Category: comics

July 7, 2015 / / Culturelicious

By Arturo R. García

As ever, we keep an eye out for creators of color during San Diego Comic-Con, but for the second straight year, we’re getting the ball rolling a little early with some folks to watch going into the event, covering not just superhero comics, but television and the YA novel world, all under the cut.
Read the Post The SDCC Files: A Quick Primer On Some Creators Of Color To Follow

July 6, 2015 / / Culturelicious

By Arturo R. García

While San Diego Comic-Con has become linked with the city’s economy, it’s worth pointing out that one reason other cities probably feel they have a shot at wresting it from San Diego’s grasp is, there’s very little inside the event that actually reflects the city.

Over the weekend, the Chicano-Con exhibit began putting more of the “San Diego” back into this sphere. The event, a pair of two-day art exhibitions inside Barrio Logan, a neighborhood less than a mile from the convention’s high-rent district that formed its identity in the early 1900s with the infusion of refugees from the Mexican Revolution. Brent E. Beltrán, highlighted this disparity in the San Diego Free Press:

Comic-Con International recently bought a building at 16th and National in Barrio Logan. Yet no official events are scheduled to take place here.

There’s not even a shuttle bus stop yet there will be Comic-Con buses running every twenty minutes down Cesar Chavez Parkway heading towards the freeway. And there will also be countless attendees using this community as a parking lot to escape the outrageous parking fees.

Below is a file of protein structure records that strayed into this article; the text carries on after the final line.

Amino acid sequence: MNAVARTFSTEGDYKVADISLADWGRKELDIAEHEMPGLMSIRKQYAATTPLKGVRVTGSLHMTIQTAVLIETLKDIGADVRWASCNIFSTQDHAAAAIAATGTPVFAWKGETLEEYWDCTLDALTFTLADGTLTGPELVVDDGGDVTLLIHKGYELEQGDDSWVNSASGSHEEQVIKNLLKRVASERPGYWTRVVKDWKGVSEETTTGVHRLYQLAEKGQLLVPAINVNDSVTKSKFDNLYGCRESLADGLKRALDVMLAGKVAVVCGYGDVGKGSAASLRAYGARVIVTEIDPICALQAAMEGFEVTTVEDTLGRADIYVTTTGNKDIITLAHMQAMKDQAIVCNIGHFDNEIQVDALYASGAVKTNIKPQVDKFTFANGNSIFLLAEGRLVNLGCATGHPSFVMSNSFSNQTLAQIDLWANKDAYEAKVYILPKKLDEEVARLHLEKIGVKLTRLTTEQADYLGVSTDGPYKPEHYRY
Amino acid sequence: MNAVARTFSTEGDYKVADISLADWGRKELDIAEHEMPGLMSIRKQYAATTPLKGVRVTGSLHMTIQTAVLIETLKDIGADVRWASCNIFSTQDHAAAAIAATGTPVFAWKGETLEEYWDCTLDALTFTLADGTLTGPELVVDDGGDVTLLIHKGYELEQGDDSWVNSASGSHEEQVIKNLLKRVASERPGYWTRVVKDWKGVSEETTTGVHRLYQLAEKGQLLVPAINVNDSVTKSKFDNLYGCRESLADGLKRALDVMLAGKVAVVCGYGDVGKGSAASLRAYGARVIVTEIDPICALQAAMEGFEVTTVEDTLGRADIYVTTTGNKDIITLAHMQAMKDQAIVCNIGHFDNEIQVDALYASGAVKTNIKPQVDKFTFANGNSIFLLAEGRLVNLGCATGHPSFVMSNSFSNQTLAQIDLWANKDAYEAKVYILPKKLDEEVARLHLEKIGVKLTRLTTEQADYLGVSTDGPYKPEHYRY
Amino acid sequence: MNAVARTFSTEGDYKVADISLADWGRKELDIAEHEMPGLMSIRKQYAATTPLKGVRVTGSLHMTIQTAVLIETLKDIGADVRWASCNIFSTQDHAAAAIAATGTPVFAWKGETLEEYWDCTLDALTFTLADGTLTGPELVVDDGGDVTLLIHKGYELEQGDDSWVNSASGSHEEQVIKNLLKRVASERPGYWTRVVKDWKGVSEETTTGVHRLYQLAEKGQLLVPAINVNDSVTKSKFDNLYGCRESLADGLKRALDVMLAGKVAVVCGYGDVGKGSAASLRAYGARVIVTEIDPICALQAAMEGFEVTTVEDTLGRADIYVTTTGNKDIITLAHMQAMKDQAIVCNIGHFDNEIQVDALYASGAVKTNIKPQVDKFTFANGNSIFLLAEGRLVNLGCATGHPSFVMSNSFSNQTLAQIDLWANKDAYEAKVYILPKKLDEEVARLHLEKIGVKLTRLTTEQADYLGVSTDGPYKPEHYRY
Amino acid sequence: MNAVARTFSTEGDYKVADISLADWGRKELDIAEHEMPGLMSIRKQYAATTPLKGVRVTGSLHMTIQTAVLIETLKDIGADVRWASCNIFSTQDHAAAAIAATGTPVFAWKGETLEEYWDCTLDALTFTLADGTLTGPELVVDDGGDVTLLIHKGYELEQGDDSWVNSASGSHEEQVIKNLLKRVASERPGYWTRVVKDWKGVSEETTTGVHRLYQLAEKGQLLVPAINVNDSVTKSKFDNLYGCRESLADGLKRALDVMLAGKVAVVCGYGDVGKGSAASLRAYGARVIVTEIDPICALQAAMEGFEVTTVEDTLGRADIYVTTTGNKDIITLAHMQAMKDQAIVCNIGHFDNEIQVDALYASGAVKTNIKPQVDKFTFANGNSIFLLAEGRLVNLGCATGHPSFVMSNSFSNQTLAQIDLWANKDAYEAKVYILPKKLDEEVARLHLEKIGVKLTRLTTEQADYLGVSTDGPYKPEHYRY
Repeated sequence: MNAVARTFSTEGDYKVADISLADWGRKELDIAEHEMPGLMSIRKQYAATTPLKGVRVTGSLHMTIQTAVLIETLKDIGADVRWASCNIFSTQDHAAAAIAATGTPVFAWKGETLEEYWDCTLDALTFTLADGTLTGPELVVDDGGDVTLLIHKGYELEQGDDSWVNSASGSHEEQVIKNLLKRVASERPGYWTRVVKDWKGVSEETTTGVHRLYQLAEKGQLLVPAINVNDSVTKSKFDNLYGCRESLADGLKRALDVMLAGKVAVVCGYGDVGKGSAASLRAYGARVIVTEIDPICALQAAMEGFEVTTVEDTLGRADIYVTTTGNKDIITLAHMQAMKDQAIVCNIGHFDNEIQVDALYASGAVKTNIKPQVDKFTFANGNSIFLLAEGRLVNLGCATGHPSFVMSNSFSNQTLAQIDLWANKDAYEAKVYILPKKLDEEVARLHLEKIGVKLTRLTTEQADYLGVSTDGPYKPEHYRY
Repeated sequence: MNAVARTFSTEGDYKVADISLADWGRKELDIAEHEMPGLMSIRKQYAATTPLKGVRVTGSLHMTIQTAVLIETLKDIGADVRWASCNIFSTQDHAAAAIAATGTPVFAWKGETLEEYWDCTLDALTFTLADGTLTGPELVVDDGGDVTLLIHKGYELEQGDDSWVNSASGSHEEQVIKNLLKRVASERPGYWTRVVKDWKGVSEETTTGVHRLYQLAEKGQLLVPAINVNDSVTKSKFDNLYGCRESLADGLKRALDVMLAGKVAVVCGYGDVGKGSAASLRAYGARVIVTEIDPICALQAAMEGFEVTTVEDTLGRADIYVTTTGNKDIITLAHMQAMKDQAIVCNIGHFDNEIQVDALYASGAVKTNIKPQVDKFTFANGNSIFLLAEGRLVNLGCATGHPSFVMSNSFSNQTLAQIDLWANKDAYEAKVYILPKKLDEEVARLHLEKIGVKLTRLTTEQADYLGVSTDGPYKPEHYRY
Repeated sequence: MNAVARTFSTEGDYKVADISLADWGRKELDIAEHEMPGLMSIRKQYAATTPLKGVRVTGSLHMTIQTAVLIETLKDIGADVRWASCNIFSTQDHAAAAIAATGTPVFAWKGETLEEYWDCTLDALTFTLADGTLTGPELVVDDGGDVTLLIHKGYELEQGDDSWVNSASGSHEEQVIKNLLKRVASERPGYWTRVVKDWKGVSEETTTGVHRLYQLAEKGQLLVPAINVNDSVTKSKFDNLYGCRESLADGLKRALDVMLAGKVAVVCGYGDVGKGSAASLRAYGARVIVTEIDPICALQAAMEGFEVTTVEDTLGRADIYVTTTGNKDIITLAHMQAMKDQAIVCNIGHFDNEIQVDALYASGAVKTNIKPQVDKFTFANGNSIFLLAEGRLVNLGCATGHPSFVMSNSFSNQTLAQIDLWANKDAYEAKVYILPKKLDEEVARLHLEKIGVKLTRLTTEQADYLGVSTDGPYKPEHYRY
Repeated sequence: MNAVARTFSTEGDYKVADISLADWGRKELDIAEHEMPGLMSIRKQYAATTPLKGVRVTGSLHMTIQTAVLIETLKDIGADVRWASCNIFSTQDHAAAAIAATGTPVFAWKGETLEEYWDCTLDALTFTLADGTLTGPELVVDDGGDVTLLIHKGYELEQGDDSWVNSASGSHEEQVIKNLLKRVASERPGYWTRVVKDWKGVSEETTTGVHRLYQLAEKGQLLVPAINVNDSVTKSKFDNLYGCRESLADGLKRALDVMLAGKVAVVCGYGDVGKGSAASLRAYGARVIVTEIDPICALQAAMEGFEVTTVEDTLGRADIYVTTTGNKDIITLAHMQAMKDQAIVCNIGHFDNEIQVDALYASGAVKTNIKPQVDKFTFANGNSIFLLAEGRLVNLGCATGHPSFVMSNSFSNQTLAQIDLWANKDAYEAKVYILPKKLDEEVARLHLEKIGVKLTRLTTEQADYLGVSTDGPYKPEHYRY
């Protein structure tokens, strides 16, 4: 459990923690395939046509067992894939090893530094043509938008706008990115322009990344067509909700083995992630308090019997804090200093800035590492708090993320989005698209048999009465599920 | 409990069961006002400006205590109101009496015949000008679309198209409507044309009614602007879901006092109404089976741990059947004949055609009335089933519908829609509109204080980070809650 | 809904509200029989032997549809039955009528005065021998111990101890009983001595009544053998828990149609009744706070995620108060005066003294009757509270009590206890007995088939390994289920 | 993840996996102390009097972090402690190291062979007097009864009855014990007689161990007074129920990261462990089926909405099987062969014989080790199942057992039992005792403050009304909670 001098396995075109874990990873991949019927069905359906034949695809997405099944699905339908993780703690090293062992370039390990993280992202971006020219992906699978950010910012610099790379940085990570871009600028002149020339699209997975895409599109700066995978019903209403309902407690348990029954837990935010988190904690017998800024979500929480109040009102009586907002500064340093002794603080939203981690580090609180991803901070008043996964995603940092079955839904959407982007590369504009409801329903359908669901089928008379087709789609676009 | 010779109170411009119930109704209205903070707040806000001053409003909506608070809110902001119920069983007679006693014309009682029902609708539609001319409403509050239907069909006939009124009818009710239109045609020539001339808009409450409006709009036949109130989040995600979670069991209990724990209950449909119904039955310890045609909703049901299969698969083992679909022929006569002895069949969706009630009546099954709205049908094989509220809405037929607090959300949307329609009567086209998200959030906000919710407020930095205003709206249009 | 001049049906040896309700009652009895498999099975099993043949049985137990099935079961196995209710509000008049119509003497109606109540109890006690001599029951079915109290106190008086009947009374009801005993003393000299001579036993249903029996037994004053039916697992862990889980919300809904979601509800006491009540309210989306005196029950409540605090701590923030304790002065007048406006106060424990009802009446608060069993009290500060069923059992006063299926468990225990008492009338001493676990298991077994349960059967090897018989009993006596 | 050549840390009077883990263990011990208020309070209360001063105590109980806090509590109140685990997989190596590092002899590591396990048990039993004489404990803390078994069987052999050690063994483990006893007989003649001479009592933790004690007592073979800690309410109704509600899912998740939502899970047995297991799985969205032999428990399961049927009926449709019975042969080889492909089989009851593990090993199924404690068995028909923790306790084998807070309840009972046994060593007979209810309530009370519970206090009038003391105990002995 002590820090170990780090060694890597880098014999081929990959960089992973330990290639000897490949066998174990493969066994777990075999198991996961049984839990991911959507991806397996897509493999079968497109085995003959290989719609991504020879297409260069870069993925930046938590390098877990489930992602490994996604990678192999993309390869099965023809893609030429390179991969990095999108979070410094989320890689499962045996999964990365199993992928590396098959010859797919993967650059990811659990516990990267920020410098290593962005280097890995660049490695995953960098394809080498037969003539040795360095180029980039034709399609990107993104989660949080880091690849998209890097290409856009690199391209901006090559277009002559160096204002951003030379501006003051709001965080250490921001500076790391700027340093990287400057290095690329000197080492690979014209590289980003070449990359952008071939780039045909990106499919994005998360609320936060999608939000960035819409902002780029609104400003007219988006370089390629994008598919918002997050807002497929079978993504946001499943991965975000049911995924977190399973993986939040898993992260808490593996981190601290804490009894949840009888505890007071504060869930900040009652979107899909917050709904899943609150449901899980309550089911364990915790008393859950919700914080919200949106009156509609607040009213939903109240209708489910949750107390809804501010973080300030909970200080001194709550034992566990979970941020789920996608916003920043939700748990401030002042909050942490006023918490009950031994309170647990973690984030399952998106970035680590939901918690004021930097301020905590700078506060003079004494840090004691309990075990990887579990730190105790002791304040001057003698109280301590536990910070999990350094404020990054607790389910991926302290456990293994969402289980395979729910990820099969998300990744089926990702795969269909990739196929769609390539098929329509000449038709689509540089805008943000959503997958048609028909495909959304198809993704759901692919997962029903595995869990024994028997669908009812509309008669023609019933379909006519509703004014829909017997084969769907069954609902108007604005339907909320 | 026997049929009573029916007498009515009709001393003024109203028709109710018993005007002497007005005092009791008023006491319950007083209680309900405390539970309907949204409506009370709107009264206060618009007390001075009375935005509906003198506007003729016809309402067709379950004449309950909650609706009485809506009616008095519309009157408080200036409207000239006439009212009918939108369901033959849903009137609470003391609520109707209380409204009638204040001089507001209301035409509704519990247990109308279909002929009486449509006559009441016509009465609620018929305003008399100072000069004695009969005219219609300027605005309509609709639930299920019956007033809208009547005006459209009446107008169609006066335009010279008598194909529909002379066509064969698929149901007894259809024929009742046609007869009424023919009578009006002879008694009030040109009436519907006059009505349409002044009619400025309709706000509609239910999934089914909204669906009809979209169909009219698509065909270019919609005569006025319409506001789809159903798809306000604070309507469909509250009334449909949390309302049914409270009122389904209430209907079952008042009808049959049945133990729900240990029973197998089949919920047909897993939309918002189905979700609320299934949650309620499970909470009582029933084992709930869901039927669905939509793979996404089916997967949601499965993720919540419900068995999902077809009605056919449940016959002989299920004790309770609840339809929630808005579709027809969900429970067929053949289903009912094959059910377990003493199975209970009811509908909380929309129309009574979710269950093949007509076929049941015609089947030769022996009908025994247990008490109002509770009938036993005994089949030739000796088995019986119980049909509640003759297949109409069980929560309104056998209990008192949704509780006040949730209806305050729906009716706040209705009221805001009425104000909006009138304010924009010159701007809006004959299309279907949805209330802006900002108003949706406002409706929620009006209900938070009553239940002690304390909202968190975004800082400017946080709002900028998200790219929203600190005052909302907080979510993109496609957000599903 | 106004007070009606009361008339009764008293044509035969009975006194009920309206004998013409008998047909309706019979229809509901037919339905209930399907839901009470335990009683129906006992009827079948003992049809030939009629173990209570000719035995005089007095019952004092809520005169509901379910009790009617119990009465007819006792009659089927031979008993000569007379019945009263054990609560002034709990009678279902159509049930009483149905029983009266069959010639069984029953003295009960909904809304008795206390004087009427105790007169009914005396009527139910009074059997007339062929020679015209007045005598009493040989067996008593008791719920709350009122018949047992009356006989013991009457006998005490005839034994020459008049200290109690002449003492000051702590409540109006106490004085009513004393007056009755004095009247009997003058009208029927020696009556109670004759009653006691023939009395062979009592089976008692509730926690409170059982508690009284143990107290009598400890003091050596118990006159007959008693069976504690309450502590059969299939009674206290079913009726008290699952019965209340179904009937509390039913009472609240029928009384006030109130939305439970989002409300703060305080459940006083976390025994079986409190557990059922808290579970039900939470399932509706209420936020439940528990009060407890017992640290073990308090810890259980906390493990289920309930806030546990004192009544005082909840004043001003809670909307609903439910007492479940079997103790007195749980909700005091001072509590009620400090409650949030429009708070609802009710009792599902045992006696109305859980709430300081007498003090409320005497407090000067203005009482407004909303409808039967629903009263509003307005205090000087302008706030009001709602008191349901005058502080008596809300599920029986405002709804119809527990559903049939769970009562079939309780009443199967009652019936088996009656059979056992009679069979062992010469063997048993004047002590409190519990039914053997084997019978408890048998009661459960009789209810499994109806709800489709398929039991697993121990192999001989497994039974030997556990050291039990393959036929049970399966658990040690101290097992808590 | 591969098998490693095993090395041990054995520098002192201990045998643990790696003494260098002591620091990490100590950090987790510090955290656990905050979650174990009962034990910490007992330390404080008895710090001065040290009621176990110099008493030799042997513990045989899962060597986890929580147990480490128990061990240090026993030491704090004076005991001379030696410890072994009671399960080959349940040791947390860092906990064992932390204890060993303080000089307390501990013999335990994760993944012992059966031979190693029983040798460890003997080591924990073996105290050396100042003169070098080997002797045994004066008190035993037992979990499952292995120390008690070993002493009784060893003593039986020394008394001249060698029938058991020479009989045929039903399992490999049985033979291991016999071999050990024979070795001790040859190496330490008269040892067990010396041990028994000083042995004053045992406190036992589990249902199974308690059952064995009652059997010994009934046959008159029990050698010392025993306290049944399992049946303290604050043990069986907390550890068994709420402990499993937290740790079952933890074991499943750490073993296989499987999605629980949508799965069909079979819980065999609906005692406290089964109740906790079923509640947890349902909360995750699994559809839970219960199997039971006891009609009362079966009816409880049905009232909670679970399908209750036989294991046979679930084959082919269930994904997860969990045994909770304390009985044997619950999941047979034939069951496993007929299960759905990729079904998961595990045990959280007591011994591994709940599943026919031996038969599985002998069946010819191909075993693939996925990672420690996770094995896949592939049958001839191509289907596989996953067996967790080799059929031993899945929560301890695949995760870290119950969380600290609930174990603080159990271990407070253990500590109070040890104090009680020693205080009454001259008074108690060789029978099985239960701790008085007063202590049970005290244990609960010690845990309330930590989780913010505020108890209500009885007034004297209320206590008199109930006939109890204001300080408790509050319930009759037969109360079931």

Yet no official activities take place here. No outreach has been done to incorporate a low income, mostly Latino community impacted every year by Comic-Con. And that is unfortunate.

We love comics and the popular arts as well. We’re even known for our art. Yet, Comic-Con ignores us.

There are more events on tap in the area during SDCC weekend, which we’ll highlight in our upcoming convention preview. But this past Saturday, we went to Border X Brewing for the Chicano-Con exhibition, and you can see most of the artwork on display under the cut.
Read the Post Images: Chicano-Con And The San Diego You Won’t See At Comic-Con

June 24, 2015 / / comics

By Arturo R. García

As of Wednesday morning, the mantle of Spider-Man has changed hands in both the comic-book and movie realms. And while Marvel Comics scored a win on the diversity front, it’s fair to wonder if the move could pay dividends in another realm.

Because while it’s notable enough to see Miles Morales, the Black Latino character introduced in an alternate comics universe nearly four years ago, named as the protagonist in Marvel’s new Spider-Man title, it will be particularly interesting to see how the company handles both him and his predecessor, Peter Parker, after a series of moves de-emphasizing characters who, like Peter, are not part of the Marvel Cinematic Universe (MCU).